Document Detail


Pregnancy-related pelvic girdle pain (PPP), I: Terminology, clinical presentation, and prevalence.
MedLine Citation:
PMID:  15338362     Owner:  NLM     Status:  MEDLINE    
Abstract/OtherAbstract:
Pregnancy-related lumbopelvic pain has puzzled medicine for a long time. The present systematic review focuses on terminology, clinical presentation, and prevalence. Numerous terms are used, as if they indicated one and the same entity. We propose "pregnancy-related pelvic girdle pain (PPP)", and "pregnancy-related low back pain (PLBP)", present evidence that the two add up to "lumbopelvic pain", and show that they are distinct entities (although underlying mechanisms may be similar). Average pain intensity during pregnancy is 50 mm on a visual analogue scale; postpartum, pain is less. During pregnancy, serious pain occurs in about 25%, and severe disability in about 8% of patients. After pregnancy, problems are serious in about 7%. The mechanisms behind disabilities remain unclear, and constitute an important research priority. Changes in muscle activity, unusual perceptions of the leg when moving it, and altered motor coordination were observed but remain poorly understood. Published prevalence for PPP and/or PLBP varies widely. Quantitative analysis was used to explain the differences. Overall, about 45% of all pregnant women and 25% of all women postpartum suffer from PPP and/or PLBP. These values decrease by about 20% if one excludes mild complaints. Strenuous work, previous low back pain, and previous PPP and/or PLBP are risk factors, and the inclusion/exclusion of high-risk subgroups influences prevalence. Of all patients, about one-half have PPP, one-third PLBP, and one-sixth both conditions combined. Overall, the literature reveals that PPP deserves serious attention from the clinical and research communities, at all times and in all countries.
Authors:
W H Wu; O G Meijer; K Uegaki; J M A Mens; J H van Dieën; P I J M Wuisman; H C Ostgaard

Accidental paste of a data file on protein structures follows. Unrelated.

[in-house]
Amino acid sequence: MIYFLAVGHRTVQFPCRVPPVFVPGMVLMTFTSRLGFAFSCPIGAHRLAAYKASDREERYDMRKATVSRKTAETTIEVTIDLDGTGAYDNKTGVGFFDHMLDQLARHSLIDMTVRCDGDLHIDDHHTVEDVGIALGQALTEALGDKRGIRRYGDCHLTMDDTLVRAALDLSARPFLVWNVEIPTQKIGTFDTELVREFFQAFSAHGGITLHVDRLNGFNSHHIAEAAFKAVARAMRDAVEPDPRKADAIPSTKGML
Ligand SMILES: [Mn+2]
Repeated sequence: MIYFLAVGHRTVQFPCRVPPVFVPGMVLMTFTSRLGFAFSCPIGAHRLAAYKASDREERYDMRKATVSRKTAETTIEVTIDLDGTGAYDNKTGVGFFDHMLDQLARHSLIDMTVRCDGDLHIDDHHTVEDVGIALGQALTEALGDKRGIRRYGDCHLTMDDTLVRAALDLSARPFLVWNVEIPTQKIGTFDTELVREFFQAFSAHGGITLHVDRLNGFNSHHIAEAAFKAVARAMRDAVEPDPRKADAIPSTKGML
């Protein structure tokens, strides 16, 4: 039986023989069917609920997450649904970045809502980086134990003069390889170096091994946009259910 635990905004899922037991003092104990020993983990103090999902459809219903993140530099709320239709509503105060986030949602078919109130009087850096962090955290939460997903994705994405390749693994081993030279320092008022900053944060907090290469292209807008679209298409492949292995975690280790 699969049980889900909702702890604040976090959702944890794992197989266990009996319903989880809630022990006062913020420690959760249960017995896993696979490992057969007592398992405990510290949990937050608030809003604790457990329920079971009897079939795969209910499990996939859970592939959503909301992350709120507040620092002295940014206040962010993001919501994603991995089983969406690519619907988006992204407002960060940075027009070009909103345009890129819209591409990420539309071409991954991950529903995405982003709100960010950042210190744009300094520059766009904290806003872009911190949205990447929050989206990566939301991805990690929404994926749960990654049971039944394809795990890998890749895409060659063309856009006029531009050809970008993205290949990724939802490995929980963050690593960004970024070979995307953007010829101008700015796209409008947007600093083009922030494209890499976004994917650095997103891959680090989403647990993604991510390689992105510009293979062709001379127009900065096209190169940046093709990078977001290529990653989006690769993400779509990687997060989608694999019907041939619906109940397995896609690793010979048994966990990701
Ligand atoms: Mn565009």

Publication Detail:
Type:  Journal Article; Research Support, Non-U.S. Gov't; Review     Date:  2004-08-27
Journal Detail:
Title:  European spine journal : official publication of the European Spine Society, the European Spinal Deformity Society, and the European Section of the Cervical Spine Research Society     Volume:  13     ISSN:  0940-6719     ISO Abbreviation:  Eur Spine J     Publication Date:  2004 Nov 
Date Detail:
Created Date:  2004-11-19     Completed Date:  2004-12-21     Revised Date:  2013-06-09    
Medline Journal Info:
Nlm Unique ID:  9301980     Medline TA:  Eur Spine J     Country:  Germany    
Other Details:
Languages:  eng     Pagination:  575-89     Citation Subset:  IM    
Affiliation:
Department of Orthopaedics, Vrije Universiteit Medical Centre (VUMC), Amsterdam, The Netherlands.
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MeSH Terms
Descriptor/Qualifier:
Female
Humans
Pelvic Pain / epidemiology*,  physiopathology*
Pregnancy
Pregnancy Complications / epidemiology*,  physiopathology*
Prevalence
Risk Factors
Terminology as Topic*
Comments/Corrections
Comment In:
Eur Spine J. 2006 Jan;15(1):2-7   [PMID:  16411130 ]

From MEDLINE®/PubMed®, a database of the U.S. National Library of Medicine


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